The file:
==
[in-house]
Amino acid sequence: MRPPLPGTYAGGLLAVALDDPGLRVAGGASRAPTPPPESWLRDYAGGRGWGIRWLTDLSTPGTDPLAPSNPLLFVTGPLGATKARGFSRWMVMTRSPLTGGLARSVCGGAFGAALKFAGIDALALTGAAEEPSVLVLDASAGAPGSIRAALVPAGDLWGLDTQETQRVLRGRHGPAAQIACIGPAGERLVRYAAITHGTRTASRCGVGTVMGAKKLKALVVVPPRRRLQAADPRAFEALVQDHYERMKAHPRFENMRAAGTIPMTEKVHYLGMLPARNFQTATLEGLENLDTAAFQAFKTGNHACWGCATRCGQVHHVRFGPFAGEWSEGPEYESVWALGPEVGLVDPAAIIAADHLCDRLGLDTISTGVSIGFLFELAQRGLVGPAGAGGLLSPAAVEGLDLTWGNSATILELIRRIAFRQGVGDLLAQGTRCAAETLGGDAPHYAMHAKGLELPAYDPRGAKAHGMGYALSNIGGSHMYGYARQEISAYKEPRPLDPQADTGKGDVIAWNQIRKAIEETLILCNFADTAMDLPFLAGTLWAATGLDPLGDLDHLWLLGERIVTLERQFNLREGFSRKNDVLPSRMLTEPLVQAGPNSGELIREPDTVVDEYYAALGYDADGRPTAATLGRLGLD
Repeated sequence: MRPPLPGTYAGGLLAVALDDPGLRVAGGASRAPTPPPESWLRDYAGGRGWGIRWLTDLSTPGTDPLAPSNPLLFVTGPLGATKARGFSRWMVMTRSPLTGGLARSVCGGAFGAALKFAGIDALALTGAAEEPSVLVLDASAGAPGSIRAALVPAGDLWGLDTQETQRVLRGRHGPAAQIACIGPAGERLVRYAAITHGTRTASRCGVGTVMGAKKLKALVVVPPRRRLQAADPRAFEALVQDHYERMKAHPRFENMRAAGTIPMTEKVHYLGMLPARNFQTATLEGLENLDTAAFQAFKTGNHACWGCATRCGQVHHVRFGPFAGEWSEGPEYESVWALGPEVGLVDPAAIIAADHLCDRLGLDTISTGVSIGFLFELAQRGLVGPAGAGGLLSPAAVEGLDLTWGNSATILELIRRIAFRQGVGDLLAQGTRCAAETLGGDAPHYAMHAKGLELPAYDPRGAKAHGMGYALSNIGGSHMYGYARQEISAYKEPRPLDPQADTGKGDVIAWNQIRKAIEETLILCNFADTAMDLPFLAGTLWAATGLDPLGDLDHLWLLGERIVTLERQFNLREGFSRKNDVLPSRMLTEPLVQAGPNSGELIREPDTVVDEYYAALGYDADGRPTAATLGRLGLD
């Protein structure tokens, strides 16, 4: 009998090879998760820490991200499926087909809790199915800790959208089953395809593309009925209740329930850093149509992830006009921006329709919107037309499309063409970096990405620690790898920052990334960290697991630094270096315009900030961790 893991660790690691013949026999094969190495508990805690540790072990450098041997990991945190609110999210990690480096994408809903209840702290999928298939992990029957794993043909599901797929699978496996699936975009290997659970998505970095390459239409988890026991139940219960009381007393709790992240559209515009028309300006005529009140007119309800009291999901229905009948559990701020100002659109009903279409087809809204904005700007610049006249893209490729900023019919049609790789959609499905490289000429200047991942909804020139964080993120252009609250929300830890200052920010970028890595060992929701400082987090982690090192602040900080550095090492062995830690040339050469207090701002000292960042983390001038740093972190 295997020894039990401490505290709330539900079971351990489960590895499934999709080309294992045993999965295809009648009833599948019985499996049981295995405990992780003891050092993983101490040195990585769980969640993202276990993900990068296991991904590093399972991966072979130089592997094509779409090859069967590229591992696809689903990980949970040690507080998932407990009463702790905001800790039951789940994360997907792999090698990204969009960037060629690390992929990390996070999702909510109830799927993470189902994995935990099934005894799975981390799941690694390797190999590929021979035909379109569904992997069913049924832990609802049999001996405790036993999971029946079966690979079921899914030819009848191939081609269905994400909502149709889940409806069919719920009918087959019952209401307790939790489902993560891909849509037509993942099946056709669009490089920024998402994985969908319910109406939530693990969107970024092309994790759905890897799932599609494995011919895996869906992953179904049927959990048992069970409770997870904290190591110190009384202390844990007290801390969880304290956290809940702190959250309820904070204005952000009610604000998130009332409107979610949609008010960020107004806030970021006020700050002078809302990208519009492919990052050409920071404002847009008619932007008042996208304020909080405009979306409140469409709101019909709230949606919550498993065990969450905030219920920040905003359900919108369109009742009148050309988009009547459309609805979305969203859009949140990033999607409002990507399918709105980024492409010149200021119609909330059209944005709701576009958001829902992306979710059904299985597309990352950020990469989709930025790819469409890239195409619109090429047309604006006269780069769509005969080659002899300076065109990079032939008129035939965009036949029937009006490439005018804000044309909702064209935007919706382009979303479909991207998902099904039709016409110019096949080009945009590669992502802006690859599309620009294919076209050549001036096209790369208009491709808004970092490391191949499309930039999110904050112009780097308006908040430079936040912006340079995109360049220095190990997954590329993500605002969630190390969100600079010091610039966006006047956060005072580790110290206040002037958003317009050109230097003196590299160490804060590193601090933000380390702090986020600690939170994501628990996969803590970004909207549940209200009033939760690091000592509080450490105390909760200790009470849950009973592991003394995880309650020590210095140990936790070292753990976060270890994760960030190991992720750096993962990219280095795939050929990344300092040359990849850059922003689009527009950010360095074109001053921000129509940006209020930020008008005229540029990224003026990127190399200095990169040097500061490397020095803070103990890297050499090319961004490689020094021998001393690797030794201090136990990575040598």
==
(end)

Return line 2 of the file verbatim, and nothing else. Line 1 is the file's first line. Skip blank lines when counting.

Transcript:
Amino acid sequence: MRPPLPGTYAGGLLAVALDDPGLRVAGGASRAPTPPPESWLRDYAGGRGWGIRWLTDLSTPGTDPLAPSNPLLFVTGPLGATKARGFSRWMVMTRSPLTGGLARSVCGGAFGAALKFAGIDALALTGAAEEPSVLVLDASAGAPGSIRAALVPAGDLWGLDTQETQRVLRGRHGPAAQIACIGPAGERLVRYAAITHGTRTASRCGVGTVMGAKKLKALVVVPPRRRLQAADPRAFEALVQDHYERMKAHPRFENMRAAGTIPMTEKVHYLGMLPARNFQTATLEGLENLDTAAFQAFKTGNHACWGCATRCGQVHHVRFGPFAGEWSEGPEYESVWALGPEVGLVDPAAIIAADHLCDRLGLDTISTGVSIGFLFELAQRGLVGPAGAGGLLSPAAVEGLDLTWGNSATILELIRRIAFRQGVGDLLAQGTRCAAETLGGDAPHYAMHAKGLELPAYDPRGAKAHGMGYALSNIGGSHMYGYARQEISAYKEPRPLDPQADTGKGDVIAWNQIRKAIEETLILCNFADTAMDLPFLAGTLWAATGLDPLGDLDHLWLLGERIVTLERQFNLREGFSRKNDVLPSRMLTEPLVQAGPNSGELIREPDTVVDEYYAALGYDADGRPTAATLGRLGLD